View Full Version : U.S. leadership failure post WWI?

Bill Moore
11-11-2018, 01:05 AM
A century later, America must remember the lessons of one of its biggest blunders

We need a national security consensus to maintain the world order.


1918 was the year that the United States became what it has been ever since: the greatest of the great powers. But it was also the year that failures in American leadership, combined with a partisan media, undermined Washington’s international position, paving the way for World War II.

Newer analyses of the Treaty of Versailles make the point that the peace was not nearly as hard on Germany as critics ranging from Adolf Hitler to John Maynard Keynes contended. . . Absent Hitler, Germany would have recovered to dominate and prosper in this space no less than it does today.

And it was the reckless American retreat from global responsibility after 1918 that propelled Hitler into power. A century ago — no less than today — Washington wrestled with a president convinced that he had a knack for disrupting global power relations. This grandiose conceit produced executive grandstanding exacerbated by partisan politics and an impassioned media.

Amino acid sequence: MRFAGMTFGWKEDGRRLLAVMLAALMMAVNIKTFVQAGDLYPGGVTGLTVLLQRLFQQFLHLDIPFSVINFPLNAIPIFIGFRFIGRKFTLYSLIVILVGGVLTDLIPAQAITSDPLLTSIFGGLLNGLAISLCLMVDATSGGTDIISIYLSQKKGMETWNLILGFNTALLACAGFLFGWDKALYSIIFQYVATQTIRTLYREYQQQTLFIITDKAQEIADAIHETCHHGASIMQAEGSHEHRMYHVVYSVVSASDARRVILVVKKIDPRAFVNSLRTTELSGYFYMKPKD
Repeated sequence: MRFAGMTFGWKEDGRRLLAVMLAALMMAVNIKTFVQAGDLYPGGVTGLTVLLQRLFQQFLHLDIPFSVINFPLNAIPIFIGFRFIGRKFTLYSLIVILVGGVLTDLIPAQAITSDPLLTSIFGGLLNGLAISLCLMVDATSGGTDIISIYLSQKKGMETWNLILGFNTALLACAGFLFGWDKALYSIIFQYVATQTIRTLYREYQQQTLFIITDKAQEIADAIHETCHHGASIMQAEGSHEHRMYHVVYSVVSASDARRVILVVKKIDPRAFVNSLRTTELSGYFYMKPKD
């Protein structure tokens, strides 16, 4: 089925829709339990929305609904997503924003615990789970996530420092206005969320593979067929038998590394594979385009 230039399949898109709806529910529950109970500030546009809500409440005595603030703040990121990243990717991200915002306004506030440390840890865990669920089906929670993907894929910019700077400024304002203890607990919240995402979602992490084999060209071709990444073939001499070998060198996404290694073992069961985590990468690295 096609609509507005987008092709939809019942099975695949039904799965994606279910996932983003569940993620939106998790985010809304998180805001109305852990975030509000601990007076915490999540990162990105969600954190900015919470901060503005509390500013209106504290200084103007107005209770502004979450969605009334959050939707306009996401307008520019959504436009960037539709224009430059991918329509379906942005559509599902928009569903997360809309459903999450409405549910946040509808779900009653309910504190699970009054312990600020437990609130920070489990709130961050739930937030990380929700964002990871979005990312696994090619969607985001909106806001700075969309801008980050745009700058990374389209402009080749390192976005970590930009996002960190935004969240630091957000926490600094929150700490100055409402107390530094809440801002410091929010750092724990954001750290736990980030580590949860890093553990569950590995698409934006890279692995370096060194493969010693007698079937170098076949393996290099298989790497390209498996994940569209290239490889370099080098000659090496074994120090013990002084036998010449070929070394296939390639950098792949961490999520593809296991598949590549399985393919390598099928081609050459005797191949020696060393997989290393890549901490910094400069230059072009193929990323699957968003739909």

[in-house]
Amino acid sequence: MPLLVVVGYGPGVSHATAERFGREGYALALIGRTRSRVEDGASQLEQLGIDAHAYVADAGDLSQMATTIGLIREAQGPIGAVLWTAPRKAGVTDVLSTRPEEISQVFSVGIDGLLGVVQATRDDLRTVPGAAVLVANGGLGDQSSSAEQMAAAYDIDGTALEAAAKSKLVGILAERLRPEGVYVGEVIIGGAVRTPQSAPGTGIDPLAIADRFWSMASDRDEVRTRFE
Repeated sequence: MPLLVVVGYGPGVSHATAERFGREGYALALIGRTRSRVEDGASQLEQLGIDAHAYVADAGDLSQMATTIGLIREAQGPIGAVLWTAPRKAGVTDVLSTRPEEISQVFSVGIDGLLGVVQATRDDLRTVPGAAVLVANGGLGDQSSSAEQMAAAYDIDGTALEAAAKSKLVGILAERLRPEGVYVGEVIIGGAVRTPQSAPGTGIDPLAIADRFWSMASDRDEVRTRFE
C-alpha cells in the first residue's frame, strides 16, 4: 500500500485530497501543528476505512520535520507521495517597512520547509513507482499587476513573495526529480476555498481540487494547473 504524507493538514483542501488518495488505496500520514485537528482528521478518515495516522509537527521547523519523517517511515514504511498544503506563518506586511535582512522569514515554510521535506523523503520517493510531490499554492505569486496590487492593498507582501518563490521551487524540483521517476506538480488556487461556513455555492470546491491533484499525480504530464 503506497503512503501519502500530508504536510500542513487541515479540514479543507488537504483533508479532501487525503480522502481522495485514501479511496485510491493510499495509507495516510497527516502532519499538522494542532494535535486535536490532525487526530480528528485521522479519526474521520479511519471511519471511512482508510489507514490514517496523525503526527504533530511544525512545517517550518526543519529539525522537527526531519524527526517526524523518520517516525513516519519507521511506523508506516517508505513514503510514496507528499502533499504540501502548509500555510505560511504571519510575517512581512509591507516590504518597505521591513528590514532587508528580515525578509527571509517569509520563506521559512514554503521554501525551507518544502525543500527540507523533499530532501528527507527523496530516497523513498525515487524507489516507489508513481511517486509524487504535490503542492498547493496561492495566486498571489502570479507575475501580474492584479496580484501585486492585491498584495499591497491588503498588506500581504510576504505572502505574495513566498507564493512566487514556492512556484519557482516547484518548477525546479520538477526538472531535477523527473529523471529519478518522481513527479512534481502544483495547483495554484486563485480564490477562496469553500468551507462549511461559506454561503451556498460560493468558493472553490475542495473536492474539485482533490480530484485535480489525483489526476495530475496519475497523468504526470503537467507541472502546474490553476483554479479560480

The author goes on to draw parallels to today's political and media environment, and the risk it poses to our national security. History may not repeat itself, but it does have a tendency to rhyme.

Bill Moore
11-11-2018, 02:14 AM

America’s Place in the World Was on the Ballot. It Lost.

Not one. Not one reporter from the main White House press corps asked President Donald Trump during his day-after-midterm-elections press conference a single hard question about national security or the state of global affairs. Tens of thousands of U.S. troops are at war or involved in violent conflicts in Afghanistan, Iraq, Syria, Somalia, Yemen, Niger, Mali, and beyond. Russian warplanes are nearly kissing the wings of American aircraft. Iranian vessels are harassing U.S. warships. Special operators are killing impoverished terrorists across North Africa. North Korea still has nuclear weapons.

Why? This country couldn’t care less.

You have to wonder if after 17 plus years of war, that is it so normal, it doesn't resonate with the majority of Americans not immediately affected by it. All they need to do is say they support the troops and then go about their lives.

The good news for national security watchers is that the incoming House freshmen include record numbers of veterans and a few built-in national security leaders, perhaps most notably in Rep.-elect Elissa Slotkin, who flipped a conservative Michigan district to blue.

If America’s divisiveness is the easy issue, what will it take for anyone to get down the list to the harder ones like the security of the border, or even harder, what lies beyond it: America’s global leadership for the next 100 years?

11-15-2018, 12:59 PM
All they need to do is say they support the troops and then go about their lives.

Seen any yellow ribbons on bumpers or tied around trees lately? [Sarcasm]